Ethanol Plant Margins Show Improvement

CoBank Analysis: Declining Corn Production to Put Squeeze on Producers

Todd Neeley
By  Todd Neeley , DTN Staff Reporter
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A new CoBank analysis said ethanol producers will continue to see struggling profit margins for the remainder of 2019. (DTN/Progressive Farmer photo by Getty Images)

OMAHA (DTN) -- Even though ethanol margins have shown some improvement in the past month, a new report from CoBank shows many producers will continue to see negative margins for the remainder of 2019.

DTN's hypothetical Neeley Biofuels 50-million-gallon plant in South Dakota is showing some easing of market pressures that have been hammering producers in the United States in 2019.

The plant this week reported a 46.5-cent loss, which is a gain of 7 cents from our May 31 update. This number includes debt service.

Most ethanol plants are not paying debt, however. If the hypothetical plant was not paying debt, the loss would be 15 cents per gallon, compared to a 22-cent loss in our previous update.

The margin improvement was fueled by a drop in the corn price paid by the plant, a rise in the ethanol rack price and an increase in the price received for dried distillers grains. This time corn price came in at $4.13 per bushel based on the Chicago Board of Trade futures price. That compares to $4.20 paid on May 31 and $3.53 on May 1.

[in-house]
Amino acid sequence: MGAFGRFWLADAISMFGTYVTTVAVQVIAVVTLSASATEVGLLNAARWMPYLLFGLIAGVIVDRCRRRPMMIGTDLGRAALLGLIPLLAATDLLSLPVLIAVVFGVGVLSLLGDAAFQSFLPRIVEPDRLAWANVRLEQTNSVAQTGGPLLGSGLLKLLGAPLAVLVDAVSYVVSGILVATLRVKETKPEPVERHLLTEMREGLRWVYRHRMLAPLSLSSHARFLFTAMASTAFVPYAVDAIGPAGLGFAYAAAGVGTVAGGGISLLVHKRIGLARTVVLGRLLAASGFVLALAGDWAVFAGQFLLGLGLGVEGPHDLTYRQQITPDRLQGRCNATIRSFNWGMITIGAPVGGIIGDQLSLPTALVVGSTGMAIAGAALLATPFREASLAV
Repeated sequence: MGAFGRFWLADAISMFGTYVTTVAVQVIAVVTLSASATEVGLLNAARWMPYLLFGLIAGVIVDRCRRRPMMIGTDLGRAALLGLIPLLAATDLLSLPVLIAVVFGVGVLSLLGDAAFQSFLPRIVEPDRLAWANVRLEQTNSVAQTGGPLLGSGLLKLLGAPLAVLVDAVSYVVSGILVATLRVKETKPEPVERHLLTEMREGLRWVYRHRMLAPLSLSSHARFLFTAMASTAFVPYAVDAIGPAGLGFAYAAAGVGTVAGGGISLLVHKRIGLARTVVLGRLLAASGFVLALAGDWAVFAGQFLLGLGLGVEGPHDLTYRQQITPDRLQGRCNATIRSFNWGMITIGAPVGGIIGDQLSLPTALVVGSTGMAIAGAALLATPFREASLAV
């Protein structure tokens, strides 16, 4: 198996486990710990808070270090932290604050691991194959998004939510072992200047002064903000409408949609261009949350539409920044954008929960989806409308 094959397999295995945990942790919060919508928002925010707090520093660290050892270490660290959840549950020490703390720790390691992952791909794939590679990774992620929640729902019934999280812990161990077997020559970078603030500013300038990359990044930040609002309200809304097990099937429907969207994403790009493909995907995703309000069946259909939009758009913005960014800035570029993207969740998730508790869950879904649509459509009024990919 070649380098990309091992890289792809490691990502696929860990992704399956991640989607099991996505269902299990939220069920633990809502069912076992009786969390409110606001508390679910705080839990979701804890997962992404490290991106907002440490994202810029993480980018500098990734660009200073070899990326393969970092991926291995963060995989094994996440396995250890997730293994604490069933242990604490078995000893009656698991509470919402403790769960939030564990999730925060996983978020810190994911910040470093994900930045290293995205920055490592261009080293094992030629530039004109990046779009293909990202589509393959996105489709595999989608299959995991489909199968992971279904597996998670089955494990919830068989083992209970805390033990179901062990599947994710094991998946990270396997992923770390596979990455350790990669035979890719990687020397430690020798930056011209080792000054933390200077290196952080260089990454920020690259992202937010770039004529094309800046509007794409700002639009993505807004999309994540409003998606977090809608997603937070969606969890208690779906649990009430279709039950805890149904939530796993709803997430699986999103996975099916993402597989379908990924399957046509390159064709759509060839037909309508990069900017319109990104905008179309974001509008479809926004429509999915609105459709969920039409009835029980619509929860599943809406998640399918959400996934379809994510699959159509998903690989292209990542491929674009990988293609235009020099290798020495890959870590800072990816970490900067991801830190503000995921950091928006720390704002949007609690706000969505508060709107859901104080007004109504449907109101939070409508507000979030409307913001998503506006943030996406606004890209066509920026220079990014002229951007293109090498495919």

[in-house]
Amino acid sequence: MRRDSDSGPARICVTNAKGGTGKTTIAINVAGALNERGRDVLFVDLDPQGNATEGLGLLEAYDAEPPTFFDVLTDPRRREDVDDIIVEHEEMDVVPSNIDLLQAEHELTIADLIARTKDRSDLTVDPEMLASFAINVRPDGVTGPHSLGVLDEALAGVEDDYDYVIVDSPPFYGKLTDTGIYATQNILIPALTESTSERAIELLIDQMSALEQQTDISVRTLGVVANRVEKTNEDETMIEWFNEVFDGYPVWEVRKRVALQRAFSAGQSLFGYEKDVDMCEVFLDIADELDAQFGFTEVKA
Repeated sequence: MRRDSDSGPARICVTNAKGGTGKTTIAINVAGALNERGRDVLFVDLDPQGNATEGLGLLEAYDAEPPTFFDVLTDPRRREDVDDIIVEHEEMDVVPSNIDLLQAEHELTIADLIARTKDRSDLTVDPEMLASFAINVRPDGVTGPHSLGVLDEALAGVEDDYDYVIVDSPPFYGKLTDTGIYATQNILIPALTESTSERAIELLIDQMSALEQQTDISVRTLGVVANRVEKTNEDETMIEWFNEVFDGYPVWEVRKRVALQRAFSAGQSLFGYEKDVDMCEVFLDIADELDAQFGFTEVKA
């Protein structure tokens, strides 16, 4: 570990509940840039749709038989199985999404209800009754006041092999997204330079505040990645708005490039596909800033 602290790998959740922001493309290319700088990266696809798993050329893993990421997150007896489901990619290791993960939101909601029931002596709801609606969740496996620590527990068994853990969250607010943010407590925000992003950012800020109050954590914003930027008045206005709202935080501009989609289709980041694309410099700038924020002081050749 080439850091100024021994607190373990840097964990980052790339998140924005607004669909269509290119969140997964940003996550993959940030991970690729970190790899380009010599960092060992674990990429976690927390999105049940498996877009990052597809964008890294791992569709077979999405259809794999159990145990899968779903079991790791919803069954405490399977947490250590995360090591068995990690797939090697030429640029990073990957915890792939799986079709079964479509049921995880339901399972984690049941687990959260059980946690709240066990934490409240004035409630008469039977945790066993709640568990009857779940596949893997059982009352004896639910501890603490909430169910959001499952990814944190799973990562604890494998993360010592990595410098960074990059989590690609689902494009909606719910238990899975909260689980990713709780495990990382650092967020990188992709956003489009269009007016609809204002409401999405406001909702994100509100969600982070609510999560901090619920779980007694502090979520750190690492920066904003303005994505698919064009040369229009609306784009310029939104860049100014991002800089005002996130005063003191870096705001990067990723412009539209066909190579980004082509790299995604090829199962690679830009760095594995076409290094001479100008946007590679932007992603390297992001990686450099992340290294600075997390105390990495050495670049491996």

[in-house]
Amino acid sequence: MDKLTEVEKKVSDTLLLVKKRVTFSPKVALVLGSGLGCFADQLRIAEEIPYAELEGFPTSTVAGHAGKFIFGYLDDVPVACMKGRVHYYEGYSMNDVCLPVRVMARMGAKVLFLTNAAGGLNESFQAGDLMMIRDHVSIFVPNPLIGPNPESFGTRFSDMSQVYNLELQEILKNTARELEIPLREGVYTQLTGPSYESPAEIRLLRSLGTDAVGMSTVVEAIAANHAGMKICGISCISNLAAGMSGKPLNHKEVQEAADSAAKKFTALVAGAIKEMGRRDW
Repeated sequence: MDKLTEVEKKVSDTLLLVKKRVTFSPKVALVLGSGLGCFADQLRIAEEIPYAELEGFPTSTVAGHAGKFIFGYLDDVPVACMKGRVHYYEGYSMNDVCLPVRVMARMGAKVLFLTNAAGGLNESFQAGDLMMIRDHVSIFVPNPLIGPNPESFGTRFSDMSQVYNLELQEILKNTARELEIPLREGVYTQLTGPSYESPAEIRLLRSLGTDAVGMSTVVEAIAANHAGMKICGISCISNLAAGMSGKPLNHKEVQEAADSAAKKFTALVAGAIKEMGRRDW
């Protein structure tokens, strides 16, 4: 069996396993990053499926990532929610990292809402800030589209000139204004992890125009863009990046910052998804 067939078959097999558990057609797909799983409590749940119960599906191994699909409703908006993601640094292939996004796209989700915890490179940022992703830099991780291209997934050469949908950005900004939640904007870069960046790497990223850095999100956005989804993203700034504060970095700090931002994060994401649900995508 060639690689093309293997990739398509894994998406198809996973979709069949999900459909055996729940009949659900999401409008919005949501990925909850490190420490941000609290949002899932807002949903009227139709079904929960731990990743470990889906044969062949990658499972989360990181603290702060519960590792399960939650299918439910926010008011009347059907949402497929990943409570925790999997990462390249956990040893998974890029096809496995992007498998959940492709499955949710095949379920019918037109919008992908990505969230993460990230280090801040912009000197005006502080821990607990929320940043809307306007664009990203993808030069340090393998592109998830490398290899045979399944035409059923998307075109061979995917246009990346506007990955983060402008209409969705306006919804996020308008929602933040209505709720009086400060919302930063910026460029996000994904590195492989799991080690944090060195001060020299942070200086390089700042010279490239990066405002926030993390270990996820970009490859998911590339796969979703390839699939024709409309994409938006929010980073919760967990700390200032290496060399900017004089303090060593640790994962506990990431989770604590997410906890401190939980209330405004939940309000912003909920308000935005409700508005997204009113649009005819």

The ethanol rack price for this update came in at $1.66 per gallon, or an increase from $1.44 in our last update. The plant saw an increase in the price received for dried distillers grains, rising from $120 to $138 for this update.

Donna Funk, a certified public accountant with K-Coe Isom, based in Lenexa, Kansas, works with ethanol plants and said producers are concerned about what the delayed growing season will mean for production come fall.

"There is a good amount of belief there is plenty of corn carry to cover the needs, but we all know exports, etc., can impact those numbers a great deal," she said.

"We are also much earlier in the growing season this year than typical for early July, so it is really hard to even estimate what a corn crop might produce if we have favorable weather for the remainder of the summer, which has proven to be a big if this year."

It has been a long year for the ethanol industry.

Since July 2018, ethanol margins have taken a severe turn south. Neeley Biofuels reported a 22-cent per-gallon net profit as of July 6, 2018. By Sept. 20, net profits sank to 8 cents per gallon. By Oct. 16, 2018, the plant reported a net loss of 34.5 cents. Margins hit what was then a low in December, as the hypothetical plant reported a net loss of 37.9 cents. The plant has since had losses topping 60 cents at times during the past month.


Ethanol operating margins will remain weak as declining corn production will continue to put a squeeze on producers, a new report from CoBank concluded.

You can read the report here:…

CoBank said the rest of 2019 is expected to be a tough road for ethanol producers in the United States.